I would very much enjoy reading this style of book I beleive.

  • Always hesitant when books are compared to bestsellers, like that whole Indian GoT blurb. I bought this for my girlfriend a few weeks ago! Will be reading it at some point in the future.

  • blondeusk says:

    Great interview 🙂

  • Jay Dee says:

    Nice interview. And the books sound interesting, too. I haven’t read any Indian fiction before, and would like to expand to reading from several countries. It seems I read mainly from American and British authors and the occasional Canadian author. No Australians yet.

  • SAN_jeet says:

    I will Call it a “God and Game of Thrones”.There was not only the games there was some other things full of holy thought .I don’t thing there is any reason or comparison between “Mahabharat” and “Game of Thrones” except that war of due to throne .

    Art of Drone .
    Holy speech of Krishn.
    There was more than just throne.

    and background of each character is not dark

    • Actually, I’d say philosophical thought, rather than holy – I’ve tried very hard to tell the story as a story of brave women and men, rather than a story of gods and miracles – which is also why you don’t have characters that are totally dark or totally good – everyone has shades of everything. Wouldn’t you agree?

      • SAN_jeet says:

        Even i am not talking about Holy thought .

        Yes it is right that characters has shades like Borbarik Who only knows that protect the weak people whether they are good or bad .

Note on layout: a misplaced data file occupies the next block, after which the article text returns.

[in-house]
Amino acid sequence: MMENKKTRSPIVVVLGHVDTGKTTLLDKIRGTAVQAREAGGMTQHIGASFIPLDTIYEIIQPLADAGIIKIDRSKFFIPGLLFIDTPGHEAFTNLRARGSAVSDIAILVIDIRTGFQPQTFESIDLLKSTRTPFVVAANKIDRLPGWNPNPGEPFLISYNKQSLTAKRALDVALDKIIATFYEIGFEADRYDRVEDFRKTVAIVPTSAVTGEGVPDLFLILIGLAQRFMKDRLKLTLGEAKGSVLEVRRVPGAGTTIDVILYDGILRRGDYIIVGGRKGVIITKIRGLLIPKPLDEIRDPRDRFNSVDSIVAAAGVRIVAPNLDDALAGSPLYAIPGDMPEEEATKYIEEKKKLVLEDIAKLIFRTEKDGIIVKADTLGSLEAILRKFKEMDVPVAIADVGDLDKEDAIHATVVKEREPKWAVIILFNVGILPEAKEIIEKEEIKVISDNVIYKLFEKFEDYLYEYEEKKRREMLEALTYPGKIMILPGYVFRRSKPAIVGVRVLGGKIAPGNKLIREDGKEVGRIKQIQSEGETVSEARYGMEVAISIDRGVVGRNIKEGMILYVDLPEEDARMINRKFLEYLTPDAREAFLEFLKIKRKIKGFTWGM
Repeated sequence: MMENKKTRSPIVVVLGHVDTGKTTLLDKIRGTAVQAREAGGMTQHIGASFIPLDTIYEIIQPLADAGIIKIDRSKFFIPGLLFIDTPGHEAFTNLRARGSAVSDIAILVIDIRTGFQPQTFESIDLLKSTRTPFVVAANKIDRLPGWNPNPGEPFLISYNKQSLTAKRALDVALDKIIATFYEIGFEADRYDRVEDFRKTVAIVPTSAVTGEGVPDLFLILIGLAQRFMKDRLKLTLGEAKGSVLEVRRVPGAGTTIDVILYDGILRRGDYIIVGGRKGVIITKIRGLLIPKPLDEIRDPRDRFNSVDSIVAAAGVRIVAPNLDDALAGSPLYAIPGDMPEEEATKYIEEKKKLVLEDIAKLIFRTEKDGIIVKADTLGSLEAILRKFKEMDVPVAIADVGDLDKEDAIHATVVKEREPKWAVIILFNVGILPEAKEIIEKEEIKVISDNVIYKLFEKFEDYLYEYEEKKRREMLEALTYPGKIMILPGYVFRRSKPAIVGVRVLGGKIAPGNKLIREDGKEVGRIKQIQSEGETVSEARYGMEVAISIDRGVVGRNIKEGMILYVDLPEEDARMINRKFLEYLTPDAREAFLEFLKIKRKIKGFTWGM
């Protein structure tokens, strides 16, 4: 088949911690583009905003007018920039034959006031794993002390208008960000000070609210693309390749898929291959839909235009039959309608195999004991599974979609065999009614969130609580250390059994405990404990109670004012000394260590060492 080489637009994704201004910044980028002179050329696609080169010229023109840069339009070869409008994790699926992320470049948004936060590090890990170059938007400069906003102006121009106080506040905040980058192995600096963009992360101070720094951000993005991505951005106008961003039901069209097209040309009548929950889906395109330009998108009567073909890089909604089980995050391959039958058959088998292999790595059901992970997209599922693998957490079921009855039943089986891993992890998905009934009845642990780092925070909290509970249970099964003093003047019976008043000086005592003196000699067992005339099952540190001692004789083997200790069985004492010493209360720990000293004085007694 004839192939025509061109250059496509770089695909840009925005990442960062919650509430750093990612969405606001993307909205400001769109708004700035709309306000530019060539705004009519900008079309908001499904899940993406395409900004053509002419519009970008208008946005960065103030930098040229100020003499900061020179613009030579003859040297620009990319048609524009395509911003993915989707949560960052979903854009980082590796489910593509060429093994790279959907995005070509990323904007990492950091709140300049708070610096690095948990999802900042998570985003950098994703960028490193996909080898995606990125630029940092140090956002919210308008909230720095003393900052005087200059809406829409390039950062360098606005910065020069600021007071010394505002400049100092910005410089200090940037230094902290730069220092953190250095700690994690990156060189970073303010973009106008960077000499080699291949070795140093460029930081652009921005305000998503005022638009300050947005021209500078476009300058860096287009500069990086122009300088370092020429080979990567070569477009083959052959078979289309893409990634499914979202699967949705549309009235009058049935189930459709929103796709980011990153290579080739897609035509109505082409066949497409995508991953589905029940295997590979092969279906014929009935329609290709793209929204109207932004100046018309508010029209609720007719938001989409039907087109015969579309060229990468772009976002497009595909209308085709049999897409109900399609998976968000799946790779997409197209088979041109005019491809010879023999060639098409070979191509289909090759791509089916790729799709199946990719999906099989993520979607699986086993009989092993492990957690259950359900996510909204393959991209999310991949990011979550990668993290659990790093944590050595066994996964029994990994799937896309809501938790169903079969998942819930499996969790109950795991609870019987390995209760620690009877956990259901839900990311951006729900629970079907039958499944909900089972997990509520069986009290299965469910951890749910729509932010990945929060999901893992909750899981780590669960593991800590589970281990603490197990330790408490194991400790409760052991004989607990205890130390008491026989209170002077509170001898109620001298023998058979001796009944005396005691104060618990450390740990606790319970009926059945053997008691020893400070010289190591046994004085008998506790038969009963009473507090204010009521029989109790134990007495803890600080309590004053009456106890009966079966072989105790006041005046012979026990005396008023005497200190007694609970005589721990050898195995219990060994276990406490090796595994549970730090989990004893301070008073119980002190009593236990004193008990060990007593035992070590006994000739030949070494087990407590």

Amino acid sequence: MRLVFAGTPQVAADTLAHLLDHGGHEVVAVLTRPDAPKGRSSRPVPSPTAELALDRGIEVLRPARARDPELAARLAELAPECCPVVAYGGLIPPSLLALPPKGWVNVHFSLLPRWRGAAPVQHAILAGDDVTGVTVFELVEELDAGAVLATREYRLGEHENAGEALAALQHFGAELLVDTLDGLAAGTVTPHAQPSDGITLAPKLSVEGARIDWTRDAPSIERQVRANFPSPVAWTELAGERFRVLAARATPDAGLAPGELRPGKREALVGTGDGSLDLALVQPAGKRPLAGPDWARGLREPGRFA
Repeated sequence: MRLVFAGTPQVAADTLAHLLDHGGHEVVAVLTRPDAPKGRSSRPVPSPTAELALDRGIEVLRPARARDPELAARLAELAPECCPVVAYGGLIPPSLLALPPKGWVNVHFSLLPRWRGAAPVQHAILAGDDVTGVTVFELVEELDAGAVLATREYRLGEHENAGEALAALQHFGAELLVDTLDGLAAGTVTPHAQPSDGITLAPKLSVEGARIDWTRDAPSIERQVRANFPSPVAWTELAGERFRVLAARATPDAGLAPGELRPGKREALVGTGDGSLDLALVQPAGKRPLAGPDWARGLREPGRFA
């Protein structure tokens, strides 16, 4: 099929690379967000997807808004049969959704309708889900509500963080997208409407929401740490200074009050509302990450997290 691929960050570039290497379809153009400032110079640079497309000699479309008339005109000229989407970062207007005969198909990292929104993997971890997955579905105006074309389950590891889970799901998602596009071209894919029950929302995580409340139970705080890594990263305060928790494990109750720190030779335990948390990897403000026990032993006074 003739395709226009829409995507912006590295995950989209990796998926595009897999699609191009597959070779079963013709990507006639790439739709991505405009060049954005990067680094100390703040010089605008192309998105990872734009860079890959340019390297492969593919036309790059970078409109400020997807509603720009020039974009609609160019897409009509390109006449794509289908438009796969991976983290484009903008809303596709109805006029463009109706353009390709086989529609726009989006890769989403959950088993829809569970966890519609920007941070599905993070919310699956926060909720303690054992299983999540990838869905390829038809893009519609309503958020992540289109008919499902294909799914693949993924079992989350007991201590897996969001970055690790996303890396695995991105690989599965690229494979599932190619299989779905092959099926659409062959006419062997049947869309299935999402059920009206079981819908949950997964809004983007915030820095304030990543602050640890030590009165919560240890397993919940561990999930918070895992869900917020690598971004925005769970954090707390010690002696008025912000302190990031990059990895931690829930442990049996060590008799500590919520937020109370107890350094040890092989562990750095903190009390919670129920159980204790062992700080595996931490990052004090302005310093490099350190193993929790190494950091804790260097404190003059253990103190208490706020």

But there was nothing like thrones in the centre of all to Mahabharat a Indian Games of Thrones ….

        There was a Brother Shakuni who did all bad things only because of Brother sister Bond .

        There was many friendship Drona – Drupad ,Krishn – sudama ,Duryodhan – Karn with lots of thoughtful events .

        So giving a name like Games …. i personally don’t like …….My comment is not for the book only for Title …..

  • BellyBytes says:

    Historical fiction is always more interesting than the real stuff which can get dry and boring. Certain characters like Desiree and Scarlett O Hara bring to life those turbulent times, making history easier to remember and enjoy.
    Thanks for this lovely interview of the Aryavarta chronicles…indeed you’ve spurred my interest.

  • pavanneh says:

    These sound like stories I would love to read. I really like historical fiction and have been searching for something different. Will have to take a look.

  • Great interview, and wonderful author! I’m looking forward to checking out her books and recommending them at the library 🙂

    • Thanks /blush blush 🙂 You know, I can never ever get over the excitement I get from the sheer thought of my books being in a library – I mean, its like a place of honour in the most sacred of sites kind of feeling, if you know what I mean!

  • That sounds fascinating. I will have to look these up!

  • I’ve read only a bit about Indian history. It’s on my reading list as something I need more of. Thanks for this.

  • “Oh wait, you asked me for the aspect that interests me the most, right? That one is easy – I hang out with a really awesome bunch of imaginary friends almost all the time.”

    LOL! That’s my favorite part of writing, too — I’m hardly ever in my world because I’m always in theirs. One of them taps me on the shoulder with his sword, gives me a wink, and off we go. 🙂